fingerpost | Apr 11, 2021 |
Showing 1-5 of 302 (next | show all)
The book seems to suggest that the real American inheritance is transformation, and that American transformation is a mercurial thing.
Ultimately, although the story is an exciting who-done-it, the emphasis on the ‘who’ is what keeps readers coming back. The characters make the story interesting, and they make the reader think, and that is exactly what a powerful book should do.
If Raskin's crazy ingenuity has threatened to run away with her on previous occasions, here the complicated game is always perfectly meshed with character and story. Confoundingly clever, and very funny.

» Add other authors (20 possible)

Author nameRoleType of authorWork?Status
Ellen Raskinprimary authorall editionscalculated
Durell, AnnIntroductionsecondary authorsome editionsconfirmed
Summerer, Eric MichaelNarratorsecondary authorsome editionsconfirmed
Woodman, JeffNarratorsecondary authorsome editionsconfirmed
You must log in to edit Common Knowledge data.
For more help see the Common Knowledge help page.
Canonical title
Original title
Alternative titles
Original publication date
Important places
Important events
Related movies
Awards and honors
for Jenny who asked for a puzzle-mystery and Susan K.
First words
The sun sets in the west (just about everyone knows that), but Sunset Towers faced east. Strange!
Clues, they had to work on those clues. Behind closed doors. Whisper, someone may be listening.
Remember: It is not what you have, it's what you don't have that counts.
A dressmaker, a secretary, an inventor, a doctor, a judge. And, oh yes, one was a bookie, one was a burglar, one was a bomber, and one was a mistake.
Purple waves.
“Take stock in America, my heirs, and sing in praise of this generous land. You, too, may strike it rich who dares to play the Westing game.”
Last words
(Click to show. Warning: May contain spoilers.)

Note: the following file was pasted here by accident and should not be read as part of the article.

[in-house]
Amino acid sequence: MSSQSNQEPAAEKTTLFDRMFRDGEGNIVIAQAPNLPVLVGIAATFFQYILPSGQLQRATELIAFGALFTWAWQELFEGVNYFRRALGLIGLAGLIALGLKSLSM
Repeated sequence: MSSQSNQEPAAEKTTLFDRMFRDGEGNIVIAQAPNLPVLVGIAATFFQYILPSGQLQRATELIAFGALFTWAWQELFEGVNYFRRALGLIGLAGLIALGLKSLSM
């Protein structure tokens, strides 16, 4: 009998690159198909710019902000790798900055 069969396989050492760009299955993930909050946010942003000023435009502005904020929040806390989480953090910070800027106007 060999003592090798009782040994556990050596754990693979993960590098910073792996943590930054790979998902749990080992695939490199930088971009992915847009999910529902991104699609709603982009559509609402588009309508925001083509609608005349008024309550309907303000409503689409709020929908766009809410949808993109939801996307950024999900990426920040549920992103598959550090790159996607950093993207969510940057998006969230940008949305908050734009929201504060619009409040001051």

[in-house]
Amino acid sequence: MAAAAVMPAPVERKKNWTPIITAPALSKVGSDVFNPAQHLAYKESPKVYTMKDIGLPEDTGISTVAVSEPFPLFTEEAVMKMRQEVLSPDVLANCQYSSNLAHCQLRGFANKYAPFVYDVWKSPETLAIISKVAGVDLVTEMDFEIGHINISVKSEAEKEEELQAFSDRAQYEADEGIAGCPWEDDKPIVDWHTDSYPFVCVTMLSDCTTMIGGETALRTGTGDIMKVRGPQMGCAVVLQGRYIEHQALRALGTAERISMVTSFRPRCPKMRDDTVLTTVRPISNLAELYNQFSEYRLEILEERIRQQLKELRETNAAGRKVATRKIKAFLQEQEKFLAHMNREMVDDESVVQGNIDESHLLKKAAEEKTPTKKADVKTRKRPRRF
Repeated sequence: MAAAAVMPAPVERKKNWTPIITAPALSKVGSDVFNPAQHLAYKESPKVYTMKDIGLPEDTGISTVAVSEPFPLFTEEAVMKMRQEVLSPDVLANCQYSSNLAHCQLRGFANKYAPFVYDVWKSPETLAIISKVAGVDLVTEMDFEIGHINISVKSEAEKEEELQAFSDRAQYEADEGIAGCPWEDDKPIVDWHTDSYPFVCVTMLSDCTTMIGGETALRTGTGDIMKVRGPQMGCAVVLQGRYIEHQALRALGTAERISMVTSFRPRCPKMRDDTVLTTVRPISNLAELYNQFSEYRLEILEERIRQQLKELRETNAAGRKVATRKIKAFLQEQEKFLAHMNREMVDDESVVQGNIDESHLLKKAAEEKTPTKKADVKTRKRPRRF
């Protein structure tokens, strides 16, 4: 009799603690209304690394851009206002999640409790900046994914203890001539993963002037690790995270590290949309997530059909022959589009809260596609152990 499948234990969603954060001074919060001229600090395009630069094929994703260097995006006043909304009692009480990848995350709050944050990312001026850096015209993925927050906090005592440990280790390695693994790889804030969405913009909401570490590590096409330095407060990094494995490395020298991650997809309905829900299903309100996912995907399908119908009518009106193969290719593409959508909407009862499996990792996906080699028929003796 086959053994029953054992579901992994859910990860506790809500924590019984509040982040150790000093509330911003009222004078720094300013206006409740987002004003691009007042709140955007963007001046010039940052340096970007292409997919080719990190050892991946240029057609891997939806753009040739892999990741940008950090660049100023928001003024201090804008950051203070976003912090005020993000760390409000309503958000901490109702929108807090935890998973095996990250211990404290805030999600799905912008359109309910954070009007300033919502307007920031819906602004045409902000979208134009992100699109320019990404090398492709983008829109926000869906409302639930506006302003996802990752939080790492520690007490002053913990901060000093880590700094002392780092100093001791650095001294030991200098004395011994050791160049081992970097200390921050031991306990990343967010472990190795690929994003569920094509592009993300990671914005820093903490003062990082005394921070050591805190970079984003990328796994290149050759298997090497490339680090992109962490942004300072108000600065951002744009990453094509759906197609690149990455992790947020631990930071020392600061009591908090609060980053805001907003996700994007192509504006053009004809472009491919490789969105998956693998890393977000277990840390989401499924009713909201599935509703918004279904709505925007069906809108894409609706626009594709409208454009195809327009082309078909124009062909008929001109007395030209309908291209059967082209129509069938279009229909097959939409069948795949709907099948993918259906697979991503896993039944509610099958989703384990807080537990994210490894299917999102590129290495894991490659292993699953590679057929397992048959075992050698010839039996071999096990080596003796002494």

Disambiguation notice
Publisher's editors
Original language
Canonical DDC/MDS
Canonical LCC

References to this work on external resources.

Wikipedia in English (1)

The mysterious death of an eccentric millionaire brings together an unlikely assortment of heirs who must uncover the circumstances of his death before they can claim their inheritance.

No library descriptions found.

Book description
Sixteen people were invited to the reading of the very strange will of the very rich Samuel W. Westing. They could become millionaires, depending on how they played the game.

The not-quite-perfect heirs were paired, and each pair was given $ 10,000 and a set of clues (no two sets of clues were alike). All they had to do was find the answer, but the answer to what?

The Westing game was tricky and dangerous, but the heirs played on, through blizzards and burglaries and bombs bursting in air. And one of them won!

With her own special blend of intricacy, humor, and upside-down perceptions, Ellen Raskin has entangled a remarkable cast of characters in a puzzle-knotted, word-twisting plot. She then deftly unravels it again in a surprising (but fair) and highly satisfying ending.

Available online at The Internet Archive:
Haiku summary
Would you play a game

against a dead man for a

large inheritance?

Was Sam Westing killed

By one of his sixteen heirs

Looking for windfall?


Popular covers

Quick Links


Average: (4.09)
0.5 3
1 18
1.5 2
2 79
2.5 28
3 320
3.5 103
4 584
4.5 95
5 783

Is this you?

Become a LibraryThing Author.

Recorded Books

An edition of this book was published by Recorded Books.

» Publisher information page


About | Contact | Privacy/Terms | Help/FAQs | Blog | Store | APIs | TinyCat | Legacy Libraries | Early Reviewers | Common Knowledge | 162,293,456 books! | Top bar: Always visible